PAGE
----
Venezuela’s Chavez May Not Receive Lenin-Like Embalmment

Venezuelan President Hugo Chavez, who died March 5 from cancer, may not be preserved for permanent display after embalmment preparations started late, acting President Nicolas Maduro said on state television.

“The preparations had to begin and the decision had to be taken much earlier,” Maduro said today in Caracas, citing Russian and German scientists currently in Venezuela. “Scientific news and opinions tell us it will be very difficult for this to happen.”

Heads of state visiting for Chavez’s funeral first suggested embalming the leader’s body, Maduro said. Like Ho Chi Minh, Lenin and Mao Zedong, Chavez’s body would be embalmed for display at the Museum of the Revolution in a special glass urn as a permanent tribute to the socialist revolutionary, Maduro said March 7. The remains of Vladimir Lenin, founder of the Soviet Union, lie embalmed in Lenin’s Mausoleum in Moscow.

The country’s National Assembly yesterday postponed voting to call a referendum on whether to bury Chavez alongside his hero, South American liberator Simon Bolivar, in the National Pantheon. As Chavez’s chosen successor, Maduro will face in next month’s election opposition candidate Henrique Capriles Radonski, who lost to Chavez by 11 percentage points in October.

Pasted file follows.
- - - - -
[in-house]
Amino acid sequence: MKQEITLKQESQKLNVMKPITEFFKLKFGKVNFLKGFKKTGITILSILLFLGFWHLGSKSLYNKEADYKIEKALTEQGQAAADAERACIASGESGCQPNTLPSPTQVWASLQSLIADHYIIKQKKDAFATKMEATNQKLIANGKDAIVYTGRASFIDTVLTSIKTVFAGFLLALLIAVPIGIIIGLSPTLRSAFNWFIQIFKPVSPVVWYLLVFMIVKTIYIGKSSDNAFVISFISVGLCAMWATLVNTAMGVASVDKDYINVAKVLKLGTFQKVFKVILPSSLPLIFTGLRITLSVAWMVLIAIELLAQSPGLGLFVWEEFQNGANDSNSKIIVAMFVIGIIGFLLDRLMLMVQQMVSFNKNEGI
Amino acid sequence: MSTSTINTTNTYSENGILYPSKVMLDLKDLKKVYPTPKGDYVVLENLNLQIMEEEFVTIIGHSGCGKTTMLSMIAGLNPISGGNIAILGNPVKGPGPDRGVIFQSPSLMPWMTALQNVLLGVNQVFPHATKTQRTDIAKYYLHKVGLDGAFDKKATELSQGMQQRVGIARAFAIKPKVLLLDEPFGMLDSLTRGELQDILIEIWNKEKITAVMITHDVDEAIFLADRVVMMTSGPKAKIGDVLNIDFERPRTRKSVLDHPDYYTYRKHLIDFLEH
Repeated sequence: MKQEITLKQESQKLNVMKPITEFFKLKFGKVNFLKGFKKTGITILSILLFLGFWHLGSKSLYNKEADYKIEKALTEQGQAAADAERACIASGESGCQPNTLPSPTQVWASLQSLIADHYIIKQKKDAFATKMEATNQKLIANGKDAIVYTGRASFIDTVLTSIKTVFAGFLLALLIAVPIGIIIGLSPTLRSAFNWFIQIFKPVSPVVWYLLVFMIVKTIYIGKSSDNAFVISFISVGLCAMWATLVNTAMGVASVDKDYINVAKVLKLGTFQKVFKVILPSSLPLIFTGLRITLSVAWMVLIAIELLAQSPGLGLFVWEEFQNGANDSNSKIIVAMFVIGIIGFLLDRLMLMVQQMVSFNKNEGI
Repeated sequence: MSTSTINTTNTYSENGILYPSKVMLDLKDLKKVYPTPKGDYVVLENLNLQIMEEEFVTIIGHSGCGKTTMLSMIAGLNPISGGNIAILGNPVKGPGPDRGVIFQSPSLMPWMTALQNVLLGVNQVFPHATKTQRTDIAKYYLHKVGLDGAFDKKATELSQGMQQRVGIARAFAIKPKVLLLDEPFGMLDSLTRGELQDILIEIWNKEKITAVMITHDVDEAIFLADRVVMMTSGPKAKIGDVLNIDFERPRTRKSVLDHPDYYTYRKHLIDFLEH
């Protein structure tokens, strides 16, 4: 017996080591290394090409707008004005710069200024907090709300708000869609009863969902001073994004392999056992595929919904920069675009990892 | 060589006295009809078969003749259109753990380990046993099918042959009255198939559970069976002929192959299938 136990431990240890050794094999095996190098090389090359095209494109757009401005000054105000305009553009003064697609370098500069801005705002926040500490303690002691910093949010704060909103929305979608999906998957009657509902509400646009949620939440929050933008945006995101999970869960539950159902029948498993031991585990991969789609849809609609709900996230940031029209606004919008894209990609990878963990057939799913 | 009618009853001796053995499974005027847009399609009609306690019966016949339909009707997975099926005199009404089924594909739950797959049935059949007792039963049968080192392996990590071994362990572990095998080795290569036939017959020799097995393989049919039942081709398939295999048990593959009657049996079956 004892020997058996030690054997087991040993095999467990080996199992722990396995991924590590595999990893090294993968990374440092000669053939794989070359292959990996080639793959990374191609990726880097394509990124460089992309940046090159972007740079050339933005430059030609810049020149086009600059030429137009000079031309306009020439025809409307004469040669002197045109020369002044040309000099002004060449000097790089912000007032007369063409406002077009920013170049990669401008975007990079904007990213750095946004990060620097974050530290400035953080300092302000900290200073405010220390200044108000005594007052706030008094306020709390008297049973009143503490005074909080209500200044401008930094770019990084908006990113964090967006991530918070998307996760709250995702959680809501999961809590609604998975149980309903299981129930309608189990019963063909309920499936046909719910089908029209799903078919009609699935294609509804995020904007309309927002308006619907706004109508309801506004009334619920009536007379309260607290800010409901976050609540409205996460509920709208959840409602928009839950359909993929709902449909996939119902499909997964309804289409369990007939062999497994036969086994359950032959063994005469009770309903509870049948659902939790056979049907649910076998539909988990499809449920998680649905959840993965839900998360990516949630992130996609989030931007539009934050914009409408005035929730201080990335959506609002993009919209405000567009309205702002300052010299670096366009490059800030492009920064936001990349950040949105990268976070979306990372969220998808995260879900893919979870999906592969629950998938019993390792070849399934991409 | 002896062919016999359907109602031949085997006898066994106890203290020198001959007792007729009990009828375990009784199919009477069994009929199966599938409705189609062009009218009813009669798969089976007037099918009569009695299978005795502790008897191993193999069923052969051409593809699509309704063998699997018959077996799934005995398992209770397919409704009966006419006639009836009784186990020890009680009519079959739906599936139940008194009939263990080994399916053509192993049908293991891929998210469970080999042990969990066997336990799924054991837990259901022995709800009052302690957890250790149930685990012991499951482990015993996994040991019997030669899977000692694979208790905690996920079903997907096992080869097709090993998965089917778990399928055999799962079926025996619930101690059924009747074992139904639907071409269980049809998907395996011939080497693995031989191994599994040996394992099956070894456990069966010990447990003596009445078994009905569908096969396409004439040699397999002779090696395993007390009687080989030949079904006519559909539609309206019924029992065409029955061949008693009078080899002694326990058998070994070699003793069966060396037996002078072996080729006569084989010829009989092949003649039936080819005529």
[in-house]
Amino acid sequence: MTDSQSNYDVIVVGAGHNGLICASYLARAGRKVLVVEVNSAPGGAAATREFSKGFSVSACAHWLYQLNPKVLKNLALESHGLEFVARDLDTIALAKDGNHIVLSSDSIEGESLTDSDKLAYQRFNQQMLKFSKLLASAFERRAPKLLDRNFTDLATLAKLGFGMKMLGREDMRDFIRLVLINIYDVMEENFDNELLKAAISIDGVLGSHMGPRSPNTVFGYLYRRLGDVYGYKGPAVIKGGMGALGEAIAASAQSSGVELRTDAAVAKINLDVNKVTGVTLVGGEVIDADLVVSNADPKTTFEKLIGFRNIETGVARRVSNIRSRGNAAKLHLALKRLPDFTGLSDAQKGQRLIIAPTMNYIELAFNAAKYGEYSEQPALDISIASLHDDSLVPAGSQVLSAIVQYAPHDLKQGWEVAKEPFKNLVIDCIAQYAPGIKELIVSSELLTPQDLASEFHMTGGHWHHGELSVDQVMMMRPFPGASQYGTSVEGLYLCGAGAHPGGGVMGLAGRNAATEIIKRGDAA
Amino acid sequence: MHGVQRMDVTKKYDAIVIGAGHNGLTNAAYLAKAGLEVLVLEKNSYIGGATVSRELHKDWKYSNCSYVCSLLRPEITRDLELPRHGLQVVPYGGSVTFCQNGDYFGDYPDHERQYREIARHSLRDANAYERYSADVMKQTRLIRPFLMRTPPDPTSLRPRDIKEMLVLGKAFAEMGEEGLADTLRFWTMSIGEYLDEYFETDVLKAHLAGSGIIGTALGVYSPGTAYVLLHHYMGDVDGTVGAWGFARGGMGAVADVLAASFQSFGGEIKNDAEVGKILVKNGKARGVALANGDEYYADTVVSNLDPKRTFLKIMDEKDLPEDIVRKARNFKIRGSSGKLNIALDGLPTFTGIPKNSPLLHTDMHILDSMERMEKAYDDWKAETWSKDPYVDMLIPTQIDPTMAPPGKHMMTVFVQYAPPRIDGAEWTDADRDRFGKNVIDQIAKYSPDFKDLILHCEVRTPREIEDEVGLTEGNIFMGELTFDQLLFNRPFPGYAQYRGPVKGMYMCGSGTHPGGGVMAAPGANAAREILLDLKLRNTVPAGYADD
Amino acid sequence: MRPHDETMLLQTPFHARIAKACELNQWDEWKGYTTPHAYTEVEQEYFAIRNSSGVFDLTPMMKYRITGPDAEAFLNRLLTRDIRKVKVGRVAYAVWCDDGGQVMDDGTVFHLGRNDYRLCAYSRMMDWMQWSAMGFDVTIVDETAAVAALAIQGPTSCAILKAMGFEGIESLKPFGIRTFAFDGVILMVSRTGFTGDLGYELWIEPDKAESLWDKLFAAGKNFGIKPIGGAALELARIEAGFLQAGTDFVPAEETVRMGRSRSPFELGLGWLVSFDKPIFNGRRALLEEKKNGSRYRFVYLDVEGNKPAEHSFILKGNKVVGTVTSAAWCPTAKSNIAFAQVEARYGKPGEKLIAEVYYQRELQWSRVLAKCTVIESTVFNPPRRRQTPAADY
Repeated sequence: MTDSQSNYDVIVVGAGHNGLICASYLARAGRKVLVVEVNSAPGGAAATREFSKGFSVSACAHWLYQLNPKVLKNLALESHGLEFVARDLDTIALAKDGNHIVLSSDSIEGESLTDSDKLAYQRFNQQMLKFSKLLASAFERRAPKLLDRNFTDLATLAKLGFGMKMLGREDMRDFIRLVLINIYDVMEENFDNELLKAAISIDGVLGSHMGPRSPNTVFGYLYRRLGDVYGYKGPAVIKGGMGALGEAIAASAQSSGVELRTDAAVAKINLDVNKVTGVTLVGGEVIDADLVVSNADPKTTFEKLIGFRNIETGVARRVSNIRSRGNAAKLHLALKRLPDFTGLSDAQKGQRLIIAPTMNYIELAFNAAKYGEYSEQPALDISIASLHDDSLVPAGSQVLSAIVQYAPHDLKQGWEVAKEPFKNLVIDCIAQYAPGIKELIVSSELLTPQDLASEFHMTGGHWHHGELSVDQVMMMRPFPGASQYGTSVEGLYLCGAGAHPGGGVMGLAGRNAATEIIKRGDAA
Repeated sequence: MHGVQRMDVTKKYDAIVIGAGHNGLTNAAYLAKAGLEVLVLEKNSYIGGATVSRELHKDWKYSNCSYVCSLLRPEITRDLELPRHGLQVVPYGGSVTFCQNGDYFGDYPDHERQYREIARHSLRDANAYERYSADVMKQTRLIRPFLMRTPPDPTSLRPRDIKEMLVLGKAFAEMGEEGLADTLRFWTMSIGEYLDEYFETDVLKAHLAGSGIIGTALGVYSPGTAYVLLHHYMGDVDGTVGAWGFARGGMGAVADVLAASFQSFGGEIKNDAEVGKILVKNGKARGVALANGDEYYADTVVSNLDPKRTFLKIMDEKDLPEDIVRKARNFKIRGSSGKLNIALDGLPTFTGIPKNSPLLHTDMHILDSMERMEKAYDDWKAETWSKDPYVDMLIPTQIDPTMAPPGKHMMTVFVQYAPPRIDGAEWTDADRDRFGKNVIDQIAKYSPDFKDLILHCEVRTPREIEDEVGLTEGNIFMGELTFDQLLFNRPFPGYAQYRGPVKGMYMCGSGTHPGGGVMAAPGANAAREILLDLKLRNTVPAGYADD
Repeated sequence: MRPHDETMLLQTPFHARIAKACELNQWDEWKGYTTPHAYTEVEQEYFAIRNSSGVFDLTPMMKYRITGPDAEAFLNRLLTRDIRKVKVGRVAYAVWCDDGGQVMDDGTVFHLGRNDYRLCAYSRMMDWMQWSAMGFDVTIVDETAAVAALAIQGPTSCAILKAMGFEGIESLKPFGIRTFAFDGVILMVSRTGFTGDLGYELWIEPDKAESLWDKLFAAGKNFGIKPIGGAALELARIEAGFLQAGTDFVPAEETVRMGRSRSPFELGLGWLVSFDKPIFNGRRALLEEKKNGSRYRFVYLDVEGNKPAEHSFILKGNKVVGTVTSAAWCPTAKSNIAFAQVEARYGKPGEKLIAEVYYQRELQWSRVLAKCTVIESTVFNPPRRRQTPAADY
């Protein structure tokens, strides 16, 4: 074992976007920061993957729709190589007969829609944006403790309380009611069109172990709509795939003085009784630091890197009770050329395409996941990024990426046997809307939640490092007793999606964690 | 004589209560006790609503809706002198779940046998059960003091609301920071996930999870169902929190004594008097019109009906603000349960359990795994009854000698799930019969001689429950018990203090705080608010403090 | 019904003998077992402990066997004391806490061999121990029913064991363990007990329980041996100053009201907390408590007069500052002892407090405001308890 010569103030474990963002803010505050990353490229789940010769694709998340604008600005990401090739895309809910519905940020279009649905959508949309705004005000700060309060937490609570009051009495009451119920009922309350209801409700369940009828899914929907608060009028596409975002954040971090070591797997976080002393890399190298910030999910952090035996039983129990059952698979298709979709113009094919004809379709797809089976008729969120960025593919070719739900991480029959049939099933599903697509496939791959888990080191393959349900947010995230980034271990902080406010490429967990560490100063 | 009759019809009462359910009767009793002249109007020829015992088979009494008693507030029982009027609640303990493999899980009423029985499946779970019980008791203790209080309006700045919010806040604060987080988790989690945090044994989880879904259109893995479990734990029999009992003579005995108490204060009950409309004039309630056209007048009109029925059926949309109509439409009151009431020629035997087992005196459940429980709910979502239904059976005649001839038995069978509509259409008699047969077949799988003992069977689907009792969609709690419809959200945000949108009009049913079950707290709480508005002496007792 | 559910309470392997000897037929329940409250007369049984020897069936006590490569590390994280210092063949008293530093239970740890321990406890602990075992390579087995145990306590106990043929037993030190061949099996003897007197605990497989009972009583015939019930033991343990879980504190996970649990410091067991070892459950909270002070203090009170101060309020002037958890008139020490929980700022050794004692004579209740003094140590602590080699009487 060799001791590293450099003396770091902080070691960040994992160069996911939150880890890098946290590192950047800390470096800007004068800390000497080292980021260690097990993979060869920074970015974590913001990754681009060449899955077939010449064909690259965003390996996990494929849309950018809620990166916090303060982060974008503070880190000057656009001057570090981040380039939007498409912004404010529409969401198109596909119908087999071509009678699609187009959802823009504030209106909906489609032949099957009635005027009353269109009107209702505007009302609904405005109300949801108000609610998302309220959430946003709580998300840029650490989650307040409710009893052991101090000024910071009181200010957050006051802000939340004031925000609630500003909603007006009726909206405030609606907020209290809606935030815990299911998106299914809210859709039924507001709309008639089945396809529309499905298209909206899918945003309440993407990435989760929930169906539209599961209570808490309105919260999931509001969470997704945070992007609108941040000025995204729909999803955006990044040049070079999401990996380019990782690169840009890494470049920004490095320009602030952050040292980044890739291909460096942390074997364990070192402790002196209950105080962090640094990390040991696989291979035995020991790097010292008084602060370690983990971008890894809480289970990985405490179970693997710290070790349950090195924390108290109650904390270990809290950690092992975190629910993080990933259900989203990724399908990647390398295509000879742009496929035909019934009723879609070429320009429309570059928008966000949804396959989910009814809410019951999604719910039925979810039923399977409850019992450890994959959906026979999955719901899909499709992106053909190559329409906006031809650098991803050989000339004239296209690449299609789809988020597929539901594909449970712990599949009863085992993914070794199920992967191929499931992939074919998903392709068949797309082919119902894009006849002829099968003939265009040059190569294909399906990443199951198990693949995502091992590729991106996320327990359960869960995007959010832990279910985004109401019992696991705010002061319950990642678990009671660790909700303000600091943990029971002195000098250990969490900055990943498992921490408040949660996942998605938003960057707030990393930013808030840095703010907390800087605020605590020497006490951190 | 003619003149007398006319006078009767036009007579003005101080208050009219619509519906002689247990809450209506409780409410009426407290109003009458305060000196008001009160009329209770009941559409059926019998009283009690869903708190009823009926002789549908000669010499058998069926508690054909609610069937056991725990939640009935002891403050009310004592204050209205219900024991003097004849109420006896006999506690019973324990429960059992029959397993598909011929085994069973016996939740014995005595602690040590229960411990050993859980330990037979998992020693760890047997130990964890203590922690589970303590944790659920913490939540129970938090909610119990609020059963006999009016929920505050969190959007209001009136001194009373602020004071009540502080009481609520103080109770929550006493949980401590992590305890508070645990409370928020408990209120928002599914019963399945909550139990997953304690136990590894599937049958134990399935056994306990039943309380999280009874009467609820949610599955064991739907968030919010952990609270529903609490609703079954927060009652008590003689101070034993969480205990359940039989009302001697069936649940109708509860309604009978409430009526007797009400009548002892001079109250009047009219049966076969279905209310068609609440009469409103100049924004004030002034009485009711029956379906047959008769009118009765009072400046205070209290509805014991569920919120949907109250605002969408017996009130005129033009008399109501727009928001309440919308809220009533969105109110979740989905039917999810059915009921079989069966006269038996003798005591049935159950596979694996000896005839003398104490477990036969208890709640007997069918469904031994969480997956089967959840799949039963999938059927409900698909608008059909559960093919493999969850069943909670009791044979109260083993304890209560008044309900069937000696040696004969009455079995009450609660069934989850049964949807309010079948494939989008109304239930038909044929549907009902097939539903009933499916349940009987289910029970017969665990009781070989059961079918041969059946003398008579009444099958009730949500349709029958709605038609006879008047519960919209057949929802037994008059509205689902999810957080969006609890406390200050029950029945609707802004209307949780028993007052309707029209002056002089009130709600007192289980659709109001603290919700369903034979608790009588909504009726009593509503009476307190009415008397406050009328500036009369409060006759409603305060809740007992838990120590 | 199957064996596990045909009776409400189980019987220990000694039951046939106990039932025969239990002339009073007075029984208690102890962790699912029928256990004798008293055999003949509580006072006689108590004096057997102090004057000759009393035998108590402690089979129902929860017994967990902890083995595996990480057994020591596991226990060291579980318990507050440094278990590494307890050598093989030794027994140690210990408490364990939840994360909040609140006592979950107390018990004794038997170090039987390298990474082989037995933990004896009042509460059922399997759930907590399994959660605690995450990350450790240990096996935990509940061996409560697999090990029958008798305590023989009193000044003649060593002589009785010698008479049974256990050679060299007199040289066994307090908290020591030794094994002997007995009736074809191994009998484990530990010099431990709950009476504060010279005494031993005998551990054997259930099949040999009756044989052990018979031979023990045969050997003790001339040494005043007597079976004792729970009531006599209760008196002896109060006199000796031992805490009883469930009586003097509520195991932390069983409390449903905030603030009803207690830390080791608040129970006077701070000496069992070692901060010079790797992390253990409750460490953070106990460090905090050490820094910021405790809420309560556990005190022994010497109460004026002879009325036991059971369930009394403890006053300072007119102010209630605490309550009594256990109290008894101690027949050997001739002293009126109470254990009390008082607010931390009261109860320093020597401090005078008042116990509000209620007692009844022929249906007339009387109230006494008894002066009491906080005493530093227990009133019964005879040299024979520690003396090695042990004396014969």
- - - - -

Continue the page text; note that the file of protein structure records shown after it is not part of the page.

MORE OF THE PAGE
“What’s true is that more than his physical body, we have to keep comandante Chavez in our eternal memory,” Maduro said. “We should keep alive his image, voice and thought.”

To contact the reporter on this story: Jose Orozco in Caracas at jorozco8@bloomberg.net

To contact the editor responsible for this story: Andre Soliani at asoliani@bloomberg.net

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